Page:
On Nov. 16, the graduate students of the University of Illinois went on strike over continued financial debates with the University’s administration, and then suspended their strike the following day. The University was forced to cancel “several hundred” classes on Monday, with 1,000 GEO members picketing the University over the issue of tuition waivers.
At 8 a.m. Monday morning the Graduate Employees’ Organization (GEO) union—representing about 2,700 students—officially began their strike when promises made during last weekend’s contract negotiations failed to ensure tuition waivers
After an update to the policy on Student Nonacademic Disciplinary policy that went into effect September 1, students’ off-campus offenses are now punishable by the University of Wisconsin in addition to law enforcement.
The update was made in response to complaints from residents who live near the University of Wisconsin–Milwaukee campus that students were disruptive and their actions should be the University’s responsibility. The new policy update doubled the number of actions deemed as violations, now listing 16 specific punishable offenses.
The new policy states that
Student government officials at Colorado State University (ASCSU) are taking up the reins to fight for fair student housing. The current Fort Collins ordinance allows no more than three unrelated people per house. Two weeks ago, the City Council finished its two-year review of the measure, and is considering making several changes to it.
Kelly Ohlson, councilmember from District five, said the possible changes would include rental licensing, rental registration, zoning districts, redefining “family,” and special exemptions for specific groups.
Courtney Sullivan, Director of Community Aff
On Nov. 9 University of New Mexico students erected a Wall of Burning Issues, where about 50 students and organization representatives wrote their concerns about the university’s handling of issues such as student advisement, sustainability, and the university smoking ban. The wall hung in the student town hall, and stood as the backdrop for a meet and greet between different student community-oriented organizations.
The Student Action Network (SAN), a newly chartered group that acts as a networking aid for organizations and students to get involved in the UNM community, put the event toget
Last week, 600 students marched to protest the University of Maryland’s decision to remove a diversity administrator from his post. The activists formed the organization Students Taking Action to Reclaim our Education, or “STARE,” a new group dedicated to acting against student services cut by the University.
The march reacted to the dismissal of Associate Provost for Equity and Diversity Cordell Black, a 30-year faculty member, who had been informed of his dismissal earlier in the week. STARE drafted three demands for the university: Black’s reinstatement, the release of all the univ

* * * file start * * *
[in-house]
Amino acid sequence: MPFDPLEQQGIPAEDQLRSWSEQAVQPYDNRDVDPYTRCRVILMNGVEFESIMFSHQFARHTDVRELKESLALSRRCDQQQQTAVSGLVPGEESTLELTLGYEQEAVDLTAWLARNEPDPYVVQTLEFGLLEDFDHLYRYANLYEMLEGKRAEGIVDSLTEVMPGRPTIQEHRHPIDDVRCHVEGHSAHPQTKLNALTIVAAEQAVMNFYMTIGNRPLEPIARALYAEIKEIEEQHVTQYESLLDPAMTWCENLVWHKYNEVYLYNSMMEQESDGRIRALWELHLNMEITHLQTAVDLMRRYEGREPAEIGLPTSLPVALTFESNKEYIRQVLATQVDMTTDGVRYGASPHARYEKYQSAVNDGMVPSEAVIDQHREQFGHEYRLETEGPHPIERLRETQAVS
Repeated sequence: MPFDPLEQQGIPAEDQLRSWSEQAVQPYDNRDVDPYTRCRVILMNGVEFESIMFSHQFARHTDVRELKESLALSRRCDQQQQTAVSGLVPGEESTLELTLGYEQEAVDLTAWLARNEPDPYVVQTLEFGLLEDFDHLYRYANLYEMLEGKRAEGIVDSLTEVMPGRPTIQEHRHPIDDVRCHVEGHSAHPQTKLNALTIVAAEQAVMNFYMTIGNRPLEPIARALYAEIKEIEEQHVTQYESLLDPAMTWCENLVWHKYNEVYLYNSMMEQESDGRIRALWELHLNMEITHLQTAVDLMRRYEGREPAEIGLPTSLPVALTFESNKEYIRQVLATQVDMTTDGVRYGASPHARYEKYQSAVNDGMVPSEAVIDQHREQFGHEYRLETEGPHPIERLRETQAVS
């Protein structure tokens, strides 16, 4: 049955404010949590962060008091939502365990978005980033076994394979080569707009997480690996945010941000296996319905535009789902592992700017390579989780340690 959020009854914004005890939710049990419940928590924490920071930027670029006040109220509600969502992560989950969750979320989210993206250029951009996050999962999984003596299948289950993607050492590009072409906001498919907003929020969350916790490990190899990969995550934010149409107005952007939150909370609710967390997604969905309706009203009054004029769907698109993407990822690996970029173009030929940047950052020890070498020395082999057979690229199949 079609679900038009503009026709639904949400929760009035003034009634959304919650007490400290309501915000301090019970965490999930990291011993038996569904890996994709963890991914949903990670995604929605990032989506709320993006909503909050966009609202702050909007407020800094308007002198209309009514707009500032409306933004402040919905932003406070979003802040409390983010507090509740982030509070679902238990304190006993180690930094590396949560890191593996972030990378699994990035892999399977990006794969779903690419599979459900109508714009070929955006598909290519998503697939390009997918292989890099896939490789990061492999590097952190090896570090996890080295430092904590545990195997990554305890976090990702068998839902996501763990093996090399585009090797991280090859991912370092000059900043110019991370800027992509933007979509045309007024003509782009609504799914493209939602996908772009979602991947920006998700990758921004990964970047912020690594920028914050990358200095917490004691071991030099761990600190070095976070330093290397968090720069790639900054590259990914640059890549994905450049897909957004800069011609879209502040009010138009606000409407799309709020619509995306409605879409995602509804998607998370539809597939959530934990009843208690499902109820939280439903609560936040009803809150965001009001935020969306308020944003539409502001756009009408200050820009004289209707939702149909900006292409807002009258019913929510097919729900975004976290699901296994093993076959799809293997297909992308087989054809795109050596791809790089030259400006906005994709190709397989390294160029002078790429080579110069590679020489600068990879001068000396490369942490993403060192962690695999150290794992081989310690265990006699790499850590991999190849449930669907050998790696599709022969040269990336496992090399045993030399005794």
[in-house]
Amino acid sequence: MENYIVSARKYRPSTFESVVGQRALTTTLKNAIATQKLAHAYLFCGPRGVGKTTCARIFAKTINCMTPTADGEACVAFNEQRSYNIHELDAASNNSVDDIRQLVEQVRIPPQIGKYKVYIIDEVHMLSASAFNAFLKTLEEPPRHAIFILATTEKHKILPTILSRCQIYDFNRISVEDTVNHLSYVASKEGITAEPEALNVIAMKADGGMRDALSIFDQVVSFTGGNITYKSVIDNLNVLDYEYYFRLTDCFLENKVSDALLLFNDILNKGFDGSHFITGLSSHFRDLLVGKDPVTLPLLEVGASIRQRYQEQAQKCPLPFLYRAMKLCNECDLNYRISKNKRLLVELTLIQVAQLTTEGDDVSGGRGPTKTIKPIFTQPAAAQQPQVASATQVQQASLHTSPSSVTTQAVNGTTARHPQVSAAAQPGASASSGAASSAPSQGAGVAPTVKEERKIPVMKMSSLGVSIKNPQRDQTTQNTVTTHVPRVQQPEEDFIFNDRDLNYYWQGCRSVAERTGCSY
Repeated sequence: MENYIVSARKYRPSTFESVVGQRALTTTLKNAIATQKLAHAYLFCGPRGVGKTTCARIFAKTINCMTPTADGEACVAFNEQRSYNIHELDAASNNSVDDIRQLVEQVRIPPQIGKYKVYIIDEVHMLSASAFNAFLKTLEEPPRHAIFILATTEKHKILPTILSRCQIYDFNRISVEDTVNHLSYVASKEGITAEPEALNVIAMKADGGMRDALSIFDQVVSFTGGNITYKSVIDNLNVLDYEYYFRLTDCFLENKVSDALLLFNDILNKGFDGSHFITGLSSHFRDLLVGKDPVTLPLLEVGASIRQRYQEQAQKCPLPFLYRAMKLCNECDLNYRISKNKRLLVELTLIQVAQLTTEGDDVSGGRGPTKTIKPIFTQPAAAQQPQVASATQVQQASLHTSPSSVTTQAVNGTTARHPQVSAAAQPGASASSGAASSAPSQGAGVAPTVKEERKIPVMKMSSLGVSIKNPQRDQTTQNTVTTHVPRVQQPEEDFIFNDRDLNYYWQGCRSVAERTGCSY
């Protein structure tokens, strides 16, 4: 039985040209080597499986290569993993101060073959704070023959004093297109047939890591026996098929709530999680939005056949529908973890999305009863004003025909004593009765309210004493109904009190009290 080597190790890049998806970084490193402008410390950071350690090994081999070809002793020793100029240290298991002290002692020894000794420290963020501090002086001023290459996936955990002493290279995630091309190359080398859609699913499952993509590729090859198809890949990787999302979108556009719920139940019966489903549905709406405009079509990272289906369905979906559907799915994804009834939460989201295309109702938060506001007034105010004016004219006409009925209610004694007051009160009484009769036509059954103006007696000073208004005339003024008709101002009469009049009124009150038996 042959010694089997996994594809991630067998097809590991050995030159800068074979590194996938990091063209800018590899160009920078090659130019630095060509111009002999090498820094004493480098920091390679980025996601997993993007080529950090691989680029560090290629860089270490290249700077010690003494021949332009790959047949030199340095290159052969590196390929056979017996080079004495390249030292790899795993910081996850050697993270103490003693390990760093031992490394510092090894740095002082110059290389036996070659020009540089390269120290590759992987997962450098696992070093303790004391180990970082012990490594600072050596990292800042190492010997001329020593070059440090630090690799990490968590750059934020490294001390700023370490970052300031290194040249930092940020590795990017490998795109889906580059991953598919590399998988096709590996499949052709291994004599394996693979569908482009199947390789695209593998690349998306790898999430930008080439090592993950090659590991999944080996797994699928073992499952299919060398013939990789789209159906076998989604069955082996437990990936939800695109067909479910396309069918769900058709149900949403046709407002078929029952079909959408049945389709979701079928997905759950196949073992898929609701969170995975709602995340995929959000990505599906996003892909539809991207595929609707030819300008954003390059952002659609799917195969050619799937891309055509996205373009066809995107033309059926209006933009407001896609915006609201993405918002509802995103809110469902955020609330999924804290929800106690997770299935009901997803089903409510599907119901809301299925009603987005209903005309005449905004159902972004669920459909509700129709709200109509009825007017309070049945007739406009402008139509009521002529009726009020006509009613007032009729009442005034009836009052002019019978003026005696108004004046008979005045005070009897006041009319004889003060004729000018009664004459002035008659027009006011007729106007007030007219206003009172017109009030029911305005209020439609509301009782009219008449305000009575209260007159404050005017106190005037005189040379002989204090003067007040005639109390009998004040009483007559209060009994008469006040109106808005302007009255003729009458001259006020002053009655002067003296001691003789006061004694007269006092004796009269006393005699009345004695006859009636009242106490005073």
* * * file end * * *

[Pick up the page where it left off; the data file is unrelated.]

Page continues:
Continuing a culture of protest around visiting speakers, University of North Carolina’s Student Congress was protested by several students over a funding request by the Students for a Democratic Society (SDS) to bring three visiting speakers.
UNC-Chapel Hill’s chapter of SDS originally sought $6,095 or $2,000 honorarium for each of the three invited speakers at last week’s meeting of Congress’ finance committee.
The SDS funding request says the speakers led a human rights delegation to Colombia last August and would speak about their trip to an estimated 70 to 100 students.
The members of the Academic Senate at the University of California-Berkeley approved a resolution last week to end to central campus financial support for the Department of Intercollegiate Athletics (DIA). The resolution also asks for DIA to repay a $5.8 million loan from the University last year, and asks Chancellor Robert Birgeneau to encourage private donors to prioritize academics over athletics.
The Senate’s resolution came in response to recent revelations that the department had received millions of dollars in recent years from student fees and from a discretionary fund controlled by
The Association of Students of the University of Nebraska debated and rejected a bill that would have shown support for the Federal Student Aid and Fiscal Responsibility Act of 2009. The vote was six in favor, 14 against, and 2 abstaining.
This proposed federal law would eliminate the use of private lenders to provide federally subsidized college loans for needy students, meaning the loans will be administered by the government. Savings from this reform will be used to fund more federal grants, improvements to community colleges, and increased access to minority students.
A new Massachusetts State law will allow Massachusetts colleges and universities to increase their endowment payout rate to cover expenses.
Before the new legislation, endowed institutions were only allowed to spend income from their endowment if the balance was larger than the original value, according to the 1972 Uniform Management of Institutional Funds Act. But since so many endowments have withered with the falling value of stocks, the old legislation left a lot of institutions unable to access funds. New legislation from the Massachusetts State legislature allows an institution
Students at the University of Kansas will have to wait to receive their flu shots this season. The University cancelled flu clinics due to a shortage in supply, leaving only one clinic to service a portion of the faculty. Those who could not receive the shot will still have the opportunity to get one at a later date.
Kansas Health Policy Authority held a small clinic, giving 550 free flu shots to KU faculty and retirees who are enrolled in a state health plan.
Julie Faust, a state health plan employee, said it’s the first time the Kansas Health Policy Authority has held the clinic to giv